A current challenge for sustainable aquaculture is how to increase the quantities of farmed fish while also reducing waste products that can lead to the accumulation of harmful fish sludge. New research aims to understand how this fish waste can be treated for use in aquaponics systems, by removing excessive carbon, yet preserving the mineral nutrients required by plants to grow.
In this study in Frontiers in Plant Science, researchers from the Department of Marine Sciences at the University of Gothenburg, Sweden, demonstrate a novel and effective way to convert this fish sludge into plant fertilizer and therefore improving the nutrients available for plants in hydroponic plant cultivation. The lead author, Mr Victor Lobanov explains:
"Fish sludge is a waste product made up of uneaten food and fish feces and is normally broken down by bacteria in the water. In addition to physically harming fish gills, excess carbon in the solids leads to excessive bacterial growth - diminishing oxygen in the water and hampering the ability of the fish to breathe. We wanted to find out whether this waste could be used to fertilize plants in aquaponics systems by removing the excessive carbon, yet preserving the minerals needed for growing crops."
Fish waste as fertilizer
The researchers investigated a potential solution inspired by sewage and wastewater treatment plants found around the world, called enhanced biological phosphorus removal (EBPR). This process was adapted by the researchers so that the risk of bacteria build up in the water was reduced, but the minerals from the fish waste were soluble in the water and could therefore be biologically available for plants to take up.
They found that the solid treatment system they developed was highly effective at delivering nutrients from the fish waste to the aquaponic system in the form of a liquid fertilizer equally as efficiently as a commercial nutrient solution. Although the fertilizer did not meet plant needs entirely as some nutrients such as manganese were missing, the researchers hope to optimize this system in future studies:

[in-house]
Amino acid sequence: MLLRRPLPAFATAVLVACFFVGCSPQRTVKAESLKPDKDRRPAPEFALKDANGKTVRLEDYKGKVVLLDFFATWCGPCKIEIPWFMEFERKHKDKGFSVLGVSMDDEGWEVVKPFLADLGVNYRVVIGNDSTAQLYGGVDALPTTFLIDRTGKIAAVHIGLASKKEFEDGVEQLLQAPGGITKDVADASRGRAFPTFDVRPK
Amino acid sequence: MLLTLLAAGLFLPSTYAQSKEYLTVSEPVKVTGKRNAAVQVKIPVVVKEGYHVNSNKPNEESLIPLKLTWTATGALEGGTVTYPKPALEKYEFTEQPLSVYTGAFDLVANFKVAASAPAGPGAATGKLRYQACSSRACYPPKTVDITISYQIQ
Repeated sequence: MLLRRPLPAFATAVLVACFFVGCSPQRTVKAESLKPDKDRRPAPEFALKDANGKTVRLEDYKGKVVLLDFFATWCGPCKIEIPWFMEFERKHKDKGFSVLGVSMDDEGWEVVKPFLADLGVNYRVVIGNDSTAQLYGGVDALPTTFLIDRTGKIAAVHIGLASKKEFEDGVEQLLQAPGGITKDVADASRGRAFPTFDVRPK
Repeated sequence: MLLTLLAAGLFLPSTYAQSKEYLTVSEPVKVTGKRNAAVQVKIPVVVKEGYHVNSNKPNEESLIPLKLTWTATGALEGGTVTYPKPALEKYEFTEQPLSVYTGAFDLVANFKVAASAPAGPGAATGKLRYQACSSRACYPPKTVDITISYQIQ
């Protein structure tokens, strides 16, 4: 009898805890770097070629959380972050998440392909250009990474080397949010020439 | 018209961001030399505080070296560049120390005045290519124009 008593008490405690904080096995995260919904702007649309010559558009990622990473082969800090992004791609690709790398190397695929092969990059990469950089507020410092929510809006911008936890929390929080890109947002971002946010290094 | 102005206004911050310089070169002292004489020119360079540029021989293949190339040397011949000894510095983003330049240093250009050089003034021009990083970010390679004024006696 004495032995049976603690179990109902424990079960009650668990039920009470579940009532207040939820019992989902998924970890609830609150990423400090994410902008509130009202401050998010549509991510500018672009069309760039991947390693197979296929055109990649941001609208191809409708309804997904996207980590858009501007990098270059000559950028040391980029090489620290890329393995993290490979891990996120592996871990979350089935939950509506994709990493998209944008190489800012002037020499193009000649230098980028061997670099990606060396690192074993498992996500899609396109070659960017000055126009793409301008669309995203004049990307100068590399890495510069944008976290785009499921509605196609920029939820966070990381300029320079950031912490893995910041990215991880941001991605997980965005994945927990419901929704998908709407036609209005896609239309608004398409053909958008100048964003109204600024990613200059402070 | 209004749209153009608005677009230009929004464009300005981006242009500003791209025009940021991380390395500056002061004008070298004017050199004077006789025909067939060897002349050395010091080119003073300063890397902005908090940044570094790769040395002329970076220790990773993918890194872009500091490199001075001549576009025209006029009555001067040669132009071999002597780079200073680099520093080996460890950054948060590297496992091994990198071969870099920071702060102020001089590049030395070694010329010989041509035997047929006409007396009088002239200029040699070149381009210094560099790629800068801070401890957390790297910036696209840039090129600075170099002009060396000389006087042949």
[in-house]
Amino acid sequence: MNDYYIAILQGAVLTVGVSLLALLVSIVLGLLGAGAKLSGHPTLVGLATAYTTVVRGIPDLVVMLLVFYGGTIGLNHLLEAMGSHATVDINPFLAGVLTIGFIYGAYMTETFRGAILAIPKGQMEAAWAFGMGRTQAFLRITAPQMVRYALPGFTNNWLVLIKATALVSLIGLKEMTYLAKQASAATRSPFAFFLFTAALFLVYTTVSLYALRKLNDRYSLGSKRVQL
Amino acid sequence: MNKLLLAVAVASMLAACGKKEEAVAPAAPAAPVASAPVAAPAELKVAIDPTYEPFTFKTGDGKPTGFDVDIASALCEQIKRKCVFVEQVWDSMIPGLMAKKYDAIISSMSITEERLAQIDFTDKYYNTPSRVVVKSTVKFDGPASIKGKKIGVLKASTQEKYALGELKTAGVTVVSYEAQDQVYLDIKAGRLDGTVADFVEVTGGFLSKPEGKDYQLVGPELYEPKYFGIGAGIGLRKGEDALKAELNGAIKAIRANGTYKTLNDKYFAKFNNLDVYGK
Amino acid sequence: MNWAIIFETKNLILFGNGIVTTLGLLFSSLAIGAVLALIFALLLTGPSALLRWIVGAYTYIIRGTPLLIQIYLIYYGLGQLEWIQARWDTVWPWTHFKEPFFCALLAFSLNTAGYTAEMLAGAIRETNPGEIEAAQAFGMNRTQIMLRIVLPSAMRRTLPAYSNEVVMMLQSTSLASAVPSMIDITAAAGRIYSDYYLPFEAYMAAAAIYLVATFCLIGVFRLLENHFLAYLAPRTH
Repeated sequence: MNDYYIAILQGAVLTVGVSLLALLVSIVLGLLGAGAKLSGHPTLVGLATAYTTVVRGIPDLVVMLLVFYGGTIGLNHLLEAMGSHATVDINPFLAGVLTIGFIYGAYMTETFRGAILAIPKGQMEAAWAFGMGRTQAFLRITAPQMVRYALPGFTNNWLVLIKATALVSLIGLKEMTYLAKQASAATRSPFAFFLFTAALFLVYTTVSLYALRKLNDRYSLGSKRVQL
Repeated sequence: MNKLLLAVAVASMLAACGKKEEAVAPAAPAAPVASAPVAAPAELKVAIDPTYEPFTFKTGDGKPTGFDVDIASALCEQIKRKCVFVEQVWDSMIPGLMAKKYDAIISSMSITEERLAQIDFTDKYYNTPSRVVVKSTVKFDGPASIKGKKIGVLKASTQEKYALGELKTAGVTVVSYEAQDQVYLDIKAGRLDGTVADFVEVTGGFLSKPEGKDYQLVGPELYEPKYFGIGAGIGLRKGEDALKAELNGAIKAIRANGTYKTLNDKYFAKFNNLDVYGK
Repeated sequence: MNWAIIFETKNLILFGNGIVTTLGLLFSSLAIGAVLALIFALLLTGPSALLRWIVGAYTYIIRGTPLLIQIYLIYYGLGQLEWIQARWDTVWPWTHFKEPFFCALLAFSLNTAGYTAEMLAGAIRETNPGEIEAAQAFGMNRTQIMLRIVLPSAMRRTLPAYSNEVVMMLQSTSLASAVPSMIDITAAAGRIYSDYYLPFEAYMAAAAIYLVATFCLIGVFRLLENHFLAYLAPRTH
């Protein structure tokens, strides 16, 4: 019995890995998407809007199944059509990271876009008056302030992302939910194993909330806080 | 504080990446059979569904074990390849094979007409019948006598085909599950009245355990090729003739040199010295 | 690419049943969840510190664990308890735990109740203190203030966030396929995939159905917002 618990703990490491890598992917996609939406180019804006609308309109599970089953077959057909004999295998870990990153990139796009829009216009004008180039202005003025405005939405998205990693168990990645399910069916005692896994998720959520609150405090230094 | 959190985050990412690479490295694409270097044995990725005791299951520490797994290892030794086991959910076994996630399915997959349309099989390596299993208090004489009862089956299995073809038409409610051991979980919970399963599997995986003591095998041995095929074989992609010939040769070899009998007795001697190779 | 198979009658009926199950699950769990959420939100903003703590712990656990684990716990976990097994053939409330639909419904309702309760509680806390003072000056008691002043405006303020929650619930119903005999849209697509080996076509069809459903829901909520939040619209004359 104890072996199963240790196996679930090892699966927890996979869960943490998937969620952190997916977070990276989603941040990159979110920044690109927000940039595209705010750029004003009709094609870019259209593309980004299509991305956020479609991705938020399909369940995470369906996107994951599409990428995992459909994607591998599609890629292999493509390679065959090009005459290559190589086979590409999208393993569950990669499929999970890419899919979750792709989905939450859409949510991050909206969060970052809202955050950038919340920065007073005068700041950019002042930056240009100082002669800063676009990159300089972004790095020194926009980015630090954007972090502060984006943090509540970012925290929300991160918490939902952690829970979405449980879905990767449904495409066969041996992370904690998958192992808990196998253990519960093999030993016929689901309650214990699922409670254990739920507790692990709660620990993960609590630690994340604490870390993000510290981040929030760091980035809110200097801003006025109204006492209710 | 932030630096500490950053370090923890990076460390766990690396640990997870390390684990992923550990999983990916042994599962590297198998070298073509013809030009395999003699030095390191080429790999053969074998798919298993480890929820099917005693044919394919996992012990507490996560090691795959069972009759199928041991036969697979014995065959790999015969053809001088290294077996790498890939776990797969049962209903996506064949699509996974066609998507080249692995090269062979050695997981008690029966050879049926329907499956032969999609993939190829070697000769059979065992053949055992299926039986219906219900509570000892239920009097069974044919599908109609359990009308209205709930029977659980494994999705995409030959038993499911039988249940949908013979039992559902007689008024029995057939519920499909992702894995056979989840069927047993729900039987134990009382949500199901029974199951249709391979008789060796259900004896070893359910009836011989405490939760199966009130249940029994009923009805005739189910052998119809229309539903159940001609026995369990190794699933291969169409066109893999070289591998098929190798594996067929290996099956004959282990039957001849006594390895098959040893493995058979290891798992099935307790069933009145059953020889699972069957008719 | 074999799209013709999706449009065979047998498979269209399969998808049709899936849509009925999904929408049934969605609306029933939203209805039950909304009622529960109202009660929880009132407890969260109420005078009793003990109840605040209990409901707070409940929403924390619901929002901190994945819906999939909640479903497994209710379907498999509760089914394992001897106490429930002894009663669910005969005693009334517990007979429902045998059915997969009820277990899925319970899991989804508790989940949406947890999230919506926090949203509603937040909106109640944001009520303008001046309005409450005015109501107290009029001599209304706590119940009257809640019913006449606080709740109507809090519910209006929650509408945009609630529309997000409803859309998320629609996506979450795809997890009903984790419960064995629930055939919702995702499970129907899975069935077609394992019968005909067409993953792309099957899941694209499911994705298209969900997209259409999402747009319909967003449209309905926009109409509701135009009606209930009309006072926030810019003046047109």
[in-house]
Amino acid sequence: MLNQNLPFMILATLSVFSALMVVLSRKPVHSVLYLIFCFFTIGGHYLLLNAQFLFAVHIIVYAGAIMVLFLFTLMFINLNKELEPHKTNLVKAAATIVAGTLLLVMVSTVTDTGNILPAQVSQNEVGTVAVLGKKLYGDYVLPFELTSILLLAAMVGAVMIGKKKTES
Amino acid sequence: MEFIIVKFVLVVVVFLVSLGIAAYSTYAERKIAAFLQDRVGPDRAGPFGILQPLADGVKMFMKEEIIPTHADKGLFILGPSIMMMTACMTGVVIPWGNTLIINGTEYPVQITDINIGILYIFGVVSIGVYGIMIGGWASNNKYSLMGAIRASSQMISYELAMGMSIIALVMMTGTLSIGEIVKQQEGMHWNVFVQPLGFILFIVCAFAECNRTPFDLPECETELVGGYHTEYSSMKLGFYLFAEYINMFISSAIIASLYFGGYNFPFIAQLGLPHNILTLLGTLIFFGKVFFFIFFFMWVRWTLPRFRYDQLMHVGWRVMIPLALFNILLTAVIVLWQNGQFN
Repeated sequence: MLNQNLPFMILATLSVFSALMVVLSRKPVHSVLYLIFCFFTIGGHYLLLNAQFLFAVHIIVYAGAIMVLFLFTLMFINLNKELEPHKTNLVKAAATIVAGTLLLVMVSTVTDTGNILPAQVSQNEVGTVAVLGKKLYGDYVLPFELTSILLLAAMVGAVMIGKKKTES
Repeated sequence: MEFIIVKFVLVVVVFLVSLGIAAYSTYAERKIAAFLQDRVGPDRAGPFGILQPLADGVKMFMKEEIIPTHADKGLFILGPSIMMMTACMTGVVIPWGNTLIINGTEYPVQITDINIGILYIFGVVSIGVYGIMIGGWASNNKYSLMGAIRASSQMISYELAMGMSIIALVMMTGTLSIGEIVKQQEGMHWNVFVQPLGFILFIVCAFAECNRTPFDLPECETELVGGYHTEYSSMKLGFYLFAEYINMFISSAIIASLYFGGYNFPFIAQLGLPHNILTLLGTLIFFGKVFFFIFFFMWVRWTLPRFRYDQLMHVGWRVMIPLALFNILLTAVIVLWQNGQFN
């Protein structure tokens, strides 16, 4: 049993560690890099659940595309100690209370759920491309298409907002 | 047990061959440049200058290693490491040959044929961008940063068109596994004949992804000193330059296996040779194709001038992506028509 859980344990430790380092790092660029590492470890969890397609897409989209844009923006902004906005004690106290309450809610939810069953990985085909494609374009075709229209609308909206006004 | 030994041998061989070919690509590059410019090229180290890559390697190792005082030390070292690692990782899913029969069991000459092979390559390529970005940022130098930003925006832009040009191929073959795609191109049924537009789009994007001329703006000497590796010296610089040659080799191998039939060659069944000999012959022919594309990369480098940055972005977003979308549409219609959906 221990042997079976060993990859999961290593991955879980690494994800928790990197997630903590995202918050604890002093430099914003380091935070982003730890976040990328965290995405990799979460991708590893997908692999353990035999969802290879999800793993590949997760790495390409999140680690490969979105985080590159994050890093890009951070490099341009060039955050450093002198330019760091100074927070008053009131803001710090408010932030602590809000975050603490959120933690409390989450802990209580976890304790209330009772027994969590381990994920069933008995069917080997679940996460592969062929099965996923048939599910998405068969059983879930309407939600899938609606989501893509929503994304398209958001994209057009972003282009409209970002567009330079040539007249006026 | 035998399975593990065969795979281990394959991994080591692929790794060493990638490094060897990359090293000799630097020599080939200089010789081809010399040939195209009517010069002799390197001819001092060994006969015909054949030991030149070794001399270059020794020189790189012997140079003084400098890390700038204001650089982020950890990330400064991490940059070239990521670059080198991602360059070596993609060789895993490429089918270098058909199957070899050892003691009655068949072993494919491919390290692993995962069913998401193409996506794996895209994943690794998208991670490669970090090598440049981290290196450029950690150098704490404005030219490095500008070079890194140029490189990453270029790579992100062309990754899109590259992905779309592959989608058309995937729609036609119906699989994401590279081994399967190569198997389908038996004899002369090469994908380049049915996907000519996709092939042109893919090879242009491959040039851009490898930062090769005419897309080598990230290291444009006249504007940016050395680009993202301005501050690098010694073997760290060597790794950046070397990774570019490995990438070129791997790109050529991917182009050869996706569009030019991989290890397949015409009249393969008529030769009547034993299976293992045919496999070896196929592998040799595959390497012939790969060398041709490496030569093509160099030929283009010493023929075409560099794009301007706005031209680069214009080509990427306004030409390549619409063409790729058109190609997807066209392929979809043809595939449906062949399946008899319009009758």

"Hopefully we can scale the system more efficiently in the future, not just for lettuce as used in this study but as well as for other plants, with the right number of fish corresponding to the size of the system. By further optimizing the breakdown of fish solids by the solid treatment system, we can also achieve a faster treatment rate and make the whole process more efficient," explains Mr Lobanov.
Commercial fertilizer solutions often have very high levels of nitrogen, stimulating crops to swell and absorb large amounts of water and giving the appearance of improved growth but often decreasing the amounts of minerals in the plant. Despite the fertilizer created by the solids treatment system containing lower levels of nitrogen than commercially available chemical fertilizers, plants were not nutrient deficient. This suggests that the high nitrogen levels commonly used are in excess of what the plants need. The authors hope that this finding will stimulate further research into the connections between plant nutrients, health and taste:
"Our work shows that this type of cultivation is not only more sustainable, but it is also capable of providing nutrients in a form that is easily accessible to plants. Farmers can take this system and optimize it for their specific crops and production volumes, potentially even supplementing with additional nutrients if required."